Morgan, Thomas Hunt, Experimental zoölogy

(New York : London :  The Macmillan Company ; Macmillan & Co., Ltd.,  1907.)



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Experiments with other Mammals           115

zygous. It is also evident why orange females are very rare,
although orange males are common, since in all matings in
which one of the parents is black, orange can appear only in the
male offspring. "If, therefore, the great majority of orange
males contain recessive black, when they are paired with tor-
toiseshells, only a quarter of the kittens will be pure orange, and
only half of these females."

The preceding statements show the relation of the colors orange
and black. The inheritance of two other colors was also ex¬
amined ; namely, cream and blue. Cream appears to be a dilute
form of orange, and blue of black. The blues breed true (when
derived from yellow ancestors) and are therefore recessives or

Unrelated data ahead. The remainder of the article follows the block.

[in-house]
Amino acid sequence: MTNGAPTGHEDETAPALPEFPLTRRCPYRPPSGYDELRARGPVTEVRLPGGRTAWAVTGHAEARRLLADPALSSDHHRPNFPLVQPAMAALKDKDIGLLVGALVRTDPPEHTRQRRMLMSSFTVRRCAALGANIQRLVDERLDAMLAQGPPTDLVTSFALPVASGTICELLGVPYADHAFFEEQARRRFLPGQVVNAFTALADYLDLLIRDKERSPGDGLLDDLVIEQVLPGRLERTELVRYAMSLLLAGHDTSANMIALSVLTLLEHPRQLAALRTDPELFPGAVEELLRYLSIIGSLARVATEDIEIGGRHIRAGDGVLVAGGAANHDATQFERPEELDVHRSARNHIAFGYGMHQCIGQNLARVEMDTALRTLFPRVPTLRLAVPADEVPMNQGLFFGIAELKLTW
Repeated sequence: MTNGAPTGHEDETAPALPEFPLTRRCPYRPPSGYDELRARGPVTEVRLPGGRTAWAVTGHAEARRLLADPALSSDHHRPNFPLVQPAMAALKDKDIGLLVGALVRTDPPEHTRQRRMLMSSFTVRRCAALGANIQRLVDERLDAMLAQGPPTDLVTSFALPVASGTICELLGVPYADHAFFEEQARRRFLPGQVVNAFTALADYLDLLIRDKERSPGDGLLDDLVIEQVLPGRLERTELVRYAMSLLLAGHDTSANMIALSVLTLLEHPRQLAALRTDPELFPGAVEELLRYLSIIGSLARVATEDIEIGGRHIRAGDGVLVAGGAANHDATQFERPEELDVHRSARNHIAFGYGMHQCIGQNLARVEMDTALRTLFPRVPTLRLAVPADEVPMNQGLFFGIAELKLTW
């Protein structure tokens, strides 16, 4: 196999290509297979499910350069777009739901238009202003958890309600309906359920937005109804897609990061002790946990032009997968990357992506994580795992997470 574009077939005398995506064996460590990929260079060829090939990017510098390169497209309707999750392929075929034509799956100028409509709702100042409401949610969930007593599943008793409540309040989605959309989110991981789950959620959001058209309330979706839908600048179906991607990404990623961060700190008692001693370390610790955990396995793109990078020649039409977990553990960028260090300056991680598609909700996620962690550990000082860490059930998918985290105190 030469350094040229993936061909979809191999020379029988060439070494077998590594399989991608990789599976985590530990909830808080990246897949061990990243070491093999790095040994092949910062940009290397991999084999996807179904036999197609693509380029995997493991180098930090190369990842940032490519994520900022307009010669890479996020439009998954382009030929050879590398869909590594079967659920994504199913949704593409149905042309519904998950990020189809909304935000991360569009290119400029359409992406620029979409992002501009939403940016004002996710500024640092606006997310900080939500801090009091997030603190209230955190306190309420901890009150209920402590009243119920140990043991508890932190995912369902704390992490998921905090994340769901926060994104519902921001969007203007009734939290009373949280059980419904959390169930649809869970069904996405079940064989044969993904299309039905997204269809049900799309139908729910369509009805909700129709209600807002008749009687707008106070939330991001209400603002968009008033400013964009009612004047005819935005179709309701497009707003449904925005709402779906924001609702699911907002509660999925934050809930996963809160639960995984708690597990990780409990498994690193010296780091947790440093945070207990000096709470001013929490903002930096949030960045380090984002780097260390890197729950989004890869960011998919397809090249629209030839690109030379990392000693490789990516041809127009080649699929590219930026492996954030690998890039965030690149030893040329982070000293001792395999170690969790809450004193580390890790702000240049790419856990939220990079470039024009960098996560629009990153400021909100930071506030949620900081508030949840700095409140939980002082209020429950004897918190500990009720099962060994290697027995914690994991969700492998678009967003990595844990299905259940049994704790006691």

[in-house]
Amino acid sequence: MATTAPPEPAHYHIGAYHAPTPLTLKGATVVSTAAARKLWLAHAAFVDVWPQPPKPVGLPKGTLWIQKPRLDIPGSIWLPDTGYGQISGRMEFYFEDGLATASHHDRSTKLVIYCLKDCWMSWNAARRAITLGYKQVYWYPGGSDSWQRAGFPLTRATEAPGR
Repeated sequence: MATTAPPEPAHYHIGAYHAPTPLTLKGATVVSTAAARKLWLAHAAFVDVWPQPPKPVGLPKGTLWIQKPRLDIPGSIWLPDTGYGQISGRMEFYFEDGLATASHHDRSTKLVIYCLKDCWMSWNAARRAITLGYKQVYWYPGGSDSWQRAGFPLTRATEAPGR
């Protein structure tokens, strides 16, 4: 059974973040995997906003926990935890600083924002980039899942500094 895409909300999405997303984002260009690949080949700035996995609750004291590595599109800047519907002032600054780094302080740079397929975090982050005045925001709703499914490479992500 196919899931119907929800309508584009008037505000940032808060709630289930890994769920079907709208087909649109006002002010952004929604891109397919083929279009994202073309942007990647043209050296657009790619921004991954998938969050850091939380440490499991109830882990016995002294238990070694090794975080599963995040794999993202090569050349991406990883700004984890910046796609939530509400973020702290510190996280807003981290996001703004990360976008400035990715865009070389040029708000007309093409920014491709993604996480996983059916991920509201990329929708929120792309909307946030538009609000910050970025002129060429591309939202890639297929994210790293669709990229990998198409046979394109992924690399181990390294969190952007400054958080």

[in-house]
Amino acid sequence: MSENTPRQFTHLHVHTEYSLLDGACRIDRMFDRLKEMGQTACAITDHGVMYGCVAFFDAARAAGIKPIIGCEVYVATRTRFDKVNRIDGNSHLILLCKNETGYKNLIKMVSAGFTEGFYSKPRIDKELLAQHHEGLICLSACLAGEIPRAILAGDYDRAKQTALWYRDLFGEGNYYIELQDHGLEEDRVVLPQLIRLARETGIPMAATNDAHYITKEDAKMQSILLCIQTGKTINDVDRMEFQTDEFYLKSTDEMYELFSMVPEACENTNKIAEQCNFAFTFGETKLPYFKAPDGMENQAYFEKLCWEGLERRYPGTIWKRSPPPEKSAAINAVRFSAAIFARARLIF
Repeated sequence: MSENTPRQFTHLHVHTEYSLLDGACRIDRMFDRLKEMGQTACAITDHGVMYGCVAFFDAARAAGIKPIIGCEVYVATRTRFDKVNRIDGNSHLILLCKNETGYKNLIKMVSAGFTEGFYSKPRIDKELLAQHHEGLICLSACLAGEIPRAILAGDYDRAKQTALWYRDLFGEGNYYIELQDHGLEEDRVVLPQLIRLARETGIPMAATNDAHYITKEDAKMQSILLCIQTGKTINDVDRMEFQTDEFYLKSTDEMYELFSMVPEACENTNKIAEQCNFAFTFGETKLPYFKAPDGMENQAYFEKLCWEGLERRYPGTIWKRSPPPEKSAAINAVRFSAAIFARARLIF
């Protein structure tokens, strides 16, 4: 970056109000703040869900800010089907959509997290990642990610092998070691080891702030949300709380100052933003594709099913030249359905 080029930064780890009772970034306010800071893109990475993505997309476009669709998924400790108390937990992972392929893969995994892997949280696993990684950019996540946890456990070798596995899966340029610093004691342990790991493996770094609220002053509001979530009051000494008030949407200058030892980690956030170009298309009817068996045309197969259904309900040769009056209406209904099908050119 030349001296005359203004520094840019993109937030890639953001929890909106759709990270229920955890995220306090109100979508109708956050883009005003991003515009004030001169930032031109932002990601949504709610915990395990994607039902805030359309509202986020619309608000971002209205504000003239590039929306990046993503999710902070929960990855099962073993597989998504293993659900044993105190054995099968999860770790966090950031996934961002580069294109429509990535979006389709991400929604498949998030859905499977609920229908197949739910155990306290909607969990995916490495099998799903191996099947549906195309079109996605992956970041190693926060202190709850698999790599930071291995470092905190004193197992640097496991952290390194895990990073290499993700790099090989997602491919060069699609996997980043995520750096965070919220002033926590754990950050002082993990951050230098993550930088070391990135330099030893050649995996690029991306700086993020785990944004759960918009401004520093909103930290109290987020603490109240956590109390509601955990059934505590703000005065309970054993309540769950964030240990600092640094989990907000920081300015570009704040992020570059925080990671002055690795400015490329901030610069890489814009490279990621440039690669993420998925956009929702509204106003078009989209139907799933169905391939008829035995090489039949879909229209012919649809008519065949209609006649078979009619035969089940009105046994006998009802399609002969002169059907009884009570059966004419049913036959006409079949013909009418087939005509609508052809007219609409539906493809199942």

homozygous. A cream female and a blue male give blue tor¬
toiseshell (blue and cream), cream males, but no blues, since
the cream dominates incompletely in the female, completely in
the males. On the other hand, a blue female and a cream male
give blue tortoiseshell females, blues of both sexes, and possibly
cream males. These and other results show that the dilute
forms behave in the same way as do the stronger colors. Thus
cream is dominant over blue in the male, but when blue and
cream meet in the female a tortoiseshell results.

It has been stated that male tortoiseshell cats are known,
although they are rare. It must be assumed that in such cases
the dominance of the yellow is incomplete as in the female. This
means that while complete dominance is usually associated
with the male character, it is not necessarily always associated
with this sex. It is interesting to find that when a male tor¬
toiseshell is mated with a female of the same color, the kittens
are tortoiseshell, orange, and black. This is what is expected
on the assumption that the germ-cells of the tortoiseshell are
black and orange (with the alternate character latent on my view).
The prepotency of different tortoiseshell individuals (males)
seems, however, to vary.

It should also be pointed out that the colors described above
may be associated with a certain amount of white which reap¬
pears in the offspring without, however, affecting the inheritance
  Page 115